The cover of this book is intriguing—while the title is listed as Immigrant, Montana: A Novel, three other words or phrases are scored out, and they are “Lover”, “Bihar” and “A Meditation.” This cover speaks to the indeterminacy of genre and location in this book; the deleted words might have served just as well for the title. We also learn that the title is a pun—the narrative is focused on an immigrant, Kailash, but it also refers to a place that Kailash visits later in life, Immigrant, Montana. In the afterword, the author tells us that the place does not exist but there is a town named “Emigrant, Montana” that he had visited in 2008 after Barack Obama accepted the Democratic nomination in Denver, CO.
Thus the narrative blurs the boundaries between fiction and reality; peppers the story with real historical figures (Edward Said and Agnes Smedley for example) and also barely disguised fictional characters such as Ehsaan Ali, modeled on the late Eqbal Ahmed. It offers the reader a narrative about race, identity, masculinity and sexuality.
The protagonist is a young Indian graduate student who comes from a small town in Bihar and goes to college in Delhi. Like his college friends, Kailash is sexually repressed in a society that polices male and female sexuality, and he arrives in New York obsessed with sex. Kumar’s protagonist notes, “You look at him [the newly arrived immigrant] and think that he wants your job and not that he just wants to get laid.”
What follows is a narrative that explores Kailash’s complex and challenging relationship with several women over the course of his life. There is Jennifer, his co-worker at the book store, who guides him into American life and with whom he has his first sexual experience. Her accidental pregnancy, the abortion that follows, his callous and self-centered response to her, and their eventual break up speaks to a complicated race-gender dynamic between the brown man and a white woman.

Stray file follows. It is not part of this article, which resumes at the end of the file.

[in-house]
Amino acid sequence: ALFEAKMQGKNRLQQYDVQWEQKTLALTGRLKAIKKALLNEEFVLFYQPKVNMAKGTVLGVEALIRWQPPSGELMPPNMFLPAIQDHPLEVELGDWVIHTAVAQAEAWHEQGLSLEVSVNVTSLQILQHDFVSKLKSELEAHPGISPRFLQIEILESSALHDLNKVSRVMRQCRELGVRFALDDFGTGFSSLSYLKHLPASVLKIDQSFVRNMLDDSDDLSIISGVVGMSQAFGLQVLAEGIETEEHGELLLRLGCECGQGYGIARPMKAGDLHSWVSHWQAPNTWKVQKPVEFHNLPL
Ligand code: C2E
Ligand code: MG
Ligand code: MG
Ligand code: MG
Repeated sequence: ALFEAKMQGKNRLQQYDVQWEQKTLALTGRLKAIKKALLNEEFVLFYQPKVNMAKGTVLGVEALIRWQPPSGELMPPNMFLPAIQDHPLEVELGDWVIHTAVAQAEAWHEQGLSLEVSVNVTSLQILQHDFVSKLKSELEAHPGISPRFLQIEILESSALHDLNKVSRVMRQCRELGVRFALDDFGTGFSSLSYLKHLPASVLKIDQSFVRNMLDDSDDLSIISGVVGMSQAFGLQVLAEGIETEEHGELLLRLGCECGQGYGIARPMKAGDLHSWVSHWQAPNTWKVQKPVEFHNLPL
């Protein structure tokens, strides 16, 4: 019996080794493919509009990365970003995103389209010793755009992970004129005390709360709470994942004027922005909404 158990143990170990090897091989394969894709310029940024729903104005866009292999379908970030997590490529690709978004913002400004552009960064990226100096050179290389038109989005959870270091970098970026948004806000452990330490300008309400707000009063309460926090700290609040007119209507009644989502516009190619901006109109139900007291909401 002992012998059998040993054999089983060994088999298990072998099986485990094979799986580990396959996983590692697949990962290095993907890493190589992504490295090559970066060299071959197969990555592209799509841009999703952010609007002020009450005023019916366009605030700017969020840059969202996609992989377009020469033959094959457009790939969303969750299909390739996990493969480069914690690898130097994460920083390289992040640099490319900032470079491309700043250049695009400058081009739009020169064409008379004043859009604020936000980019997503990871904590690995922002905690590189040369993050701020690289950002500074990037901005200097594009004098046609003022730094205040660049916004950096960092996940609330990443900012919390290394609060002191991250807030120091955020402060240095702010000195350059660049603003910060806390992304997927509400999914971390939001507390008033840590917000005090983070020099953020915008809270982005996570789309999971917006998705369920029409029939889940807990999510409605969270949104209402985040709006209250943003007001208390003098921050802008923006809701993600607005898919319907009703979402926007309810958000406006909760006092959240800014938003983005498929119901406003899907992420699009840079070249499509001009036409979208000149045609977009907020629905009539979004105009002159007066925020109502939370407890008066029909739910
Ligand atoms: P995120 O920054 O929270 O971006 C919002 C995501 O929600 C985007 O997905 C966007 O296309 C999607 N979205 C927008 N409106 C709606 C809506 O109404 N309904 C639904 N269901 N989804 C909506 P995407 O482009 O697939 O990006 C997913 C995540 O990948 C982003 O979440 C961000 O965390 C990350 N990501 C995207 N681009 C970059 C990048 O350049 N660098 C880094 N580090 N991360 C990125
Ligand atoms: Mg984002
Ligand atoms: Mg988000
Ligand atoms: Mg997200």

This is followed by a relationship with Nina, a smart, feminist graduate student, which also ends badly, and eventually another failed relationship with Cai Yan, a Chinese graduate student in his cohort. Woven into these stories about the failed relationships is the narrative of his growth as an intellectual mentored by Ehsaan Ali. Through Ali, Kailash learns about anti-war politics, the development of a global socialist/leftist movement, and particularly US-Asia international relations. The narrative suggests that who Kailash is as an intellectual, as a lover, as an immigrant is part of a larger narrative of global politics of race.
The most interesting story in this political narrative is that of Agnes Smedley who was a journalist involved with Indian freedom fighters in the U.S. before World War II and who eventually moved to China to write about Mao’s world. Kailash’s personal relationships with women and with his mentor are loosely connected to this history of Agnes Smedley via his thesis research and that of the work of his then lover, Cai Yan, who goes to India to study the influence of Mao on Indian leftist movements.
The narrative is lucid, meanders in fascinating ways, and offers nuggets of insight into the immigrant intellectual’s life. It is also quite problematic in its structuring of the women as mere vehicles for the sexual and intellectual development of the protagonist with only a mild critique implicit in that. For all its fascination with the global Indian leftist movement, it is a story that is limited in its cognizance of both gender and class. Engaging overall, it also leaves the reader with much to ponder.